Facebook is making a change to force advertisers to potentially target more broadly using Targeting Expansion for some situations. It’s a big change that could lead to more results (if it works the way it’s designed), but it may also upset advertisers wanting to limit targeting to a smaller group.
Note that this change is still rolling out (I don’t have it yet, but we’ve confirmed it happening for some).
Let’s dig in to explain what Targeting Expansion is and how this will impact your advertising.
What is Targeting Expansion?
After entering your target This is the group of people who can potentially see your ads. You help influence this by adjusting age, gender, location, detailed targeting (interests and behaviors), custom audiences, and more. More in an An ad set is a Facebook ads grouping where settings like targeting, scheduling, optimization, and placement are determined. More, you may have seen a check a box to turn on Targeting Expansion.
When turned on, Facebook will test and monitor to determine if more or cheaper A conversion is counted whenever a website visitor performs an action that fires a standard event, custom event, or custom conversion. Examples of conversions include purchases, leads, content views, add to cart, and registrations. More can be found outside of your designated audience. If so, Facebook will dynamically expand to Reach measures the number of Accounts Center Accounts (formerly users) that saw your ads at least once. You can have one account reached with multiple impressions. More these other people. Facebook uses the demographics, interests, and behaviors you select as a guide.
Note that age, gender, location, and language settings you make will continue to apply. Additionally, Facebook will respect any exclusions you added to your targeting when expanding your audience.
Targeting Expansion is available for all When you create a campaign, one of the first things you'll do is select an objective. The campaign objective is your ultimate goal. Your selection will impact options, including optimization and delivery. Options include Awareness, Traffic, Engagement, Leads, App Promotion, and Sales. More, other than Reach and Brand Awareness. It also cannot be used when promoting a There are legal restrictions related to targeting of people when running ads in the categories of Credit; Employment; Housing; or Social Issues, Elections, and Politics. Advertisers are required to select the appropriate Special Ad Category in the campaign when applicable, which will limit target options to keep their ad compliant. More.
Okay, now let’s get to the big change.
Announced in Marketing API v12.0, Targeting Expansion will be turned on automatically when optimizing for conversions, value, or app events while using the Conversions objective.
When Targeting Expansion is turned on automatically in these cases, advertisers will not be able to turn it off. It will look like this (thanks to Luke Elliott for the image)…
Note that when optimizing for actions other than conversions, value, or app events, targeting expansion will be turned off by default — but can be turned on (other than the situations described earlier).
The Problem with Targeting Expansion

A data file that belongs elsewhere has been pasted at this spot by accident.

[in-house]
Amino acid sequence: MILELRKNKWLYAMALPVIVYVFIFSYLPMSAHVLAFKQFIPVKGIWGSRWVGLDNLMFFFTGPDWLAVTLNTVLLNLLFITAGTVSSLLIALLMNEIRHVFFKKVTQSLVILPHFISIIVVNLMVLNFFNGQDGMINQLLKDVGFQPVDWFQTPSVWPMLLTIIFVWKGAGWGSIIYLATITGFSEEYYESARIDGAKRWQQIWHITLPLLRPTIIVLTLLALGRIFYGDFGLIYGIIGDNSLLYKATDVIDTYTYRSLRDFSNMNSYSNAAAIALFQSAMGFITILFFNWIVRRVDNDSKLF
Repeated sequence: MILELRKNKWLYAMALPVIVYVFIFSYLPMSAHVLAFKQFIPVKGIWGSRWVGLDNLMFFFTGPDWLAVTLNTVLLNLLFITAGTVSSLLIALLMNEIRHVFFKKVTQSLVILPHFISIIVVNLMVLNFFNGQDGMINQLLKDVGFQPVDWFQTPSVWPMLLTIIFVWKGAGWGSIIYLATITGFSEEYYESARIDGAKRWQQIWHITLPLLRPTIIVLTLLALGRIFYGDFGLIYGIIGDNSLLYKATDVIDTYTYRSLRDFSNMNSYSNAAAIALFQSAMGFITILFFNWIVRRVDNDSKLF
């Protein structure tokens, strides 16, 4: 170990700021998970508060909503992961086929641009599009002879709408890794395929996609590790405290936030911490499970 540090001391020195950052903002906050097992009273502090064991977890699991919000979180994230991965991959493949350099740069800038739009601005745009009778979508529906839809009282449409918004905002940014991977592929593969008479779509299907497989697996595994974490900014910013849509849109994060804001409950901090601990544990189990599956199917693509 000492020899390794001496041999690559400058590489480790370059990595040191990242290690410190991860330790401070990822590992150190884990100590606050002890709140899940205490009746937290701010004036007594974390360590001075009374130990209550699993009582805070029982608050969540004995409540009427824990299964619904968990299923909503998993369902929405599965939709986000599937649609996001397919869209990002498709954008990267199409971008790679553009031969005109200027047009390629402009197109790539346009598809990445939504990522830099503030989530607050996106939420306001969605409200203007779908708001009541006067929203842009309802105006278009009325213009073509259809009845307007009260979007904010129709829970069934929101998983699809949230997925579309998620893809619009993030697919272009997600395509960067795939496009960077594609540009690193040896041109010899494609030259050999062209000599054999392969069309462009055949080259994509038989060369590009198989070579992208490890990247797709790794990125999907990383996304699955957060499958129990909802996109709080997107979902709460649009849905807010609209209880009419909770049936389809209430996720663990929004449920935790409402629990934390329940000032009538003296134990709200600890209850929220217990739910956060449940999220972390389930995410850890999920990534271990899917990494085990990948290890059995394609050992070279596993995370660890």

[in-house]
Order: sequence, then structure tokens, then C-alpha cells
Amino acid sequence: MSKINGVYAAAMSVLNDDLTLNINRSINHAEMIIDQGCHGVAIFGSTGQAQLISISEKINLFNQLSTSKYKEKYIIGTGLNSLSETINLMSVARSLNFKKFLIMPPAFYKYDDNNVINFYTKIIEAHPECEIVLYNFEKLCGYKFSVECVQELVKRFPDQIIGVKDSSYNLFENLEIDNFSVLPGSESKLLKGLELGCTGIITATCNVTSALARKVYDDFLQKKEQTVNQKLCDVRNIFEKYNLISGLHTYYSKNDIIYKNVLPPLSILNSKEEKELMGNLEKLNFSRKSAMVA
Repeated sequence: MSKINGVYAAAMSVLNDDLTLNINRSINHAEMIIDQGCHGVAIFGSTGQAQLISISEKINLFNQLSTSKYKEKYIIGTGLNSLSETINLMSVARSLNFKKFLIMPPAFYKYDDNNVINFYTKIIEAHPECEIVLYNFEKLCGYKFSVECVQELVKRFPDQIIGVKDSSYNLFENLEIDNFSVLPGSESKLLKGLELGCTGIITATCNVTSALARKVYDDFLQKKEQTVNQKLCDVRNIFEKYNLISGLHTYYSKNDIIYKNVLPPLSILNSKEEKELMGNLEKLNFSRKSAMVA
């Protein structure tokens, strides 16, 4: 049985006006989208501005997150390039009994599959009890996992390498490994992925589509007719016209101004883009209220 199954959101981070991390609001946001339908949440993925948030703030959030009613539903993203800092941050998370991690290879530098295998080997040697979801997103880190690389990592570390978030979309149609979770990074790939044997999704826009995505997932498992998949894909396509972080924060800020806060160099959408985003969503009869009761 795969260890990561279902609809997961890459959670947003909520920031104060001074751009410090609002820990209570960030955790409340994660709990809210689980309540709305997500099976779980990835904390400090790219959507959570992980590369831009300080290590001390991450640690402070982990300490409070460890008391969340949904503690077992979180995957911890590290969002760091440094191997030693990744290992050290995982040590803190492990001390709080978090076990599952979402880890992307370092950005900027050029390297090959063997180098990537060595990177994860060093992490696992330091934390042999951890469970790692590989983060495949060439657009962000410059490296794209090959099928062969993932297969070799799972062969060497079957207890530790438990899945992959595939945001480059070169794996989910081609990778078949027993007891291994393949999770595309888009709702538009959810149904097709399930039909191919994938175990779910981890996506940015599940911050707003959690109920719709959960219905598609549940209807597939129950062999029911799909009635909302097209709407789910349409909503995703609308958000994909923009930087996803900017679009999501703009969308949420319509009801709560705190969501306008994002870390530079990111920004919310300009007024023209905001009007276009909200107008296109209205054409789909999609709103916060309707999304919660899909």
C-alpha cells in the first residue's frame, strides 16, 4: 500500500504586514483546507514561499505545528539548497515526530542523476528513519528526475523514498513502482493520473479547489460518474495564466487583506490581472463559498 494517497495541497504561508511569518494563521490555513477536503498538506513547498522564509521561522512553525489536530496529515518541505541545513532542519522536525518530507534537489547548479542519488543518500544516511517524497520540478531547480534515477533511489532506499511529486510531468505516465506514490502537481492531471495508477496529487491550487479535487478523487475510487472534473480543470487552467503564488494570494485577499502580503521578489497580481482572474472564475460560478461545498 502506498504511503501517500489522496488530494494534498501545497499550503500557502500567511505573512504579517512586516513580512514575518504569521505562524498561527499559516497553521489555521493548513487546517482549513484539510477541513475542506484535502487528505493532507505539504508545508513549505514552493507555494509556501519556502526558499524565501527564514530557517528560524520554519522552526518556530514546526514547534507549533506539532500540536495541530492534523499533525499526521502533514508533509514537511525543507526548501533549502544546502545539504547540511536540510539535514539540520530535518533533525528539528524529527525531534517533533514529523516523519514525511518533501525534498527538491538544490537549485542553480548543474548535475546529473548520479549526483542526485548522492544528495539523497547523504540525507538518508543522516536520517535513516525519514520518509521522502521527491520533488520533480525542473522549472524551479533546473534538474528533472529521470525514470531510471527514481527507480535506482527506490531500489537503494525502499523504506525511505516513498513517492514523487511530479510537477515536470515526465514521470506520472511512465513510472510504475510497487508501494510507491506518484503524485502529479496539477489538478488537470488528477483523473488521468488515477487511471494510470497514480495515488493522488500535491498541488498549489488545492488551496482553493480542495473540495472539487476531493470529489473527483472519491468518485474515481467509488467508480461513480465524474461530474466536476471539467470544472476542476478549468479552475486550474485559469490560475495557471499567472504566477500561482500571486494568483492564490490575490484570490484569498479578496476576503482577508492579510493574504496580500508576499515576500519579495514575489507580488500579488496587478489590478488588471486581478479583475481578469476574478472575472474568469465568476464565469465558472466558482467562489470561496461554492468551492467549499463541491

I’ll admit that I really wasn’t happy when this was first announced. I enjoy targeting a small, warm audience when trying to get conversions. It’s part of my process. But, this update has forced me to take a closer look at how Targeting Expansion works and whether it may work for me.
One of the surface-level problems with Targeting Expansion is that when you turn it on, the “Potential Audience” immediately balloons to the size it would be if you removed all targeting restrictions within a location.
Truthfully, this is what upset me. It may have been my own basic misunderstanding of how this works — or is supposed to work.
If Targeting Expansion works as it should, it isn’t always applied. It may be rarely or never applied. It’s just that Facebook COULD expand your audience as much as the delivery system wants (within constraints mentioned earlier) if it may lead to more conversions.
This, of course, is where it gets dicey. There’s a lot of “in theory” that does some heavy lifting when talking about Targeting Expansion. “In theory,” you could end up with more conversions if Facebook expands your audience. But, there’s a whole lot of “we don’t really know what happened” going on as well.
What I mean is that there is no easy way to get reporting from Facebook on if or how much Facebook applied Targeting Expansion when it’s turned on. There’s no column that shows you generated “X” additional conversions because you reached people outside of your initial target audience.
And that’s where everything falls into a black box, and we just have to trust that it’s working as it should.
Does it Work?
Historically, I haven’t had great success with Targeting Expansion. But I was inspired to try it again this week, and I am seeing better results than expected for a Lead Generation campaign (this wouldn’t be impacted by the changes to Conversions The campaign is the foundation of your Facebook ad. This is where you'll set an advertising objective, which defines what you want your ad to achieve. More, of course).
Part of me doesn’t like being forced to turn this setting on. If I wanted to target this smaller audience, I should be allowed to!
But at the same time, “in theory,” Targeting Expansion may not even be applied. If the audience you are targeting is so great, Facebook may not need to ever apply Targeting Expansion. Or it may only use it a little. And it SHOULD lead to better results.
“In theory,” of course. And we’ll never know whether it was applied or not.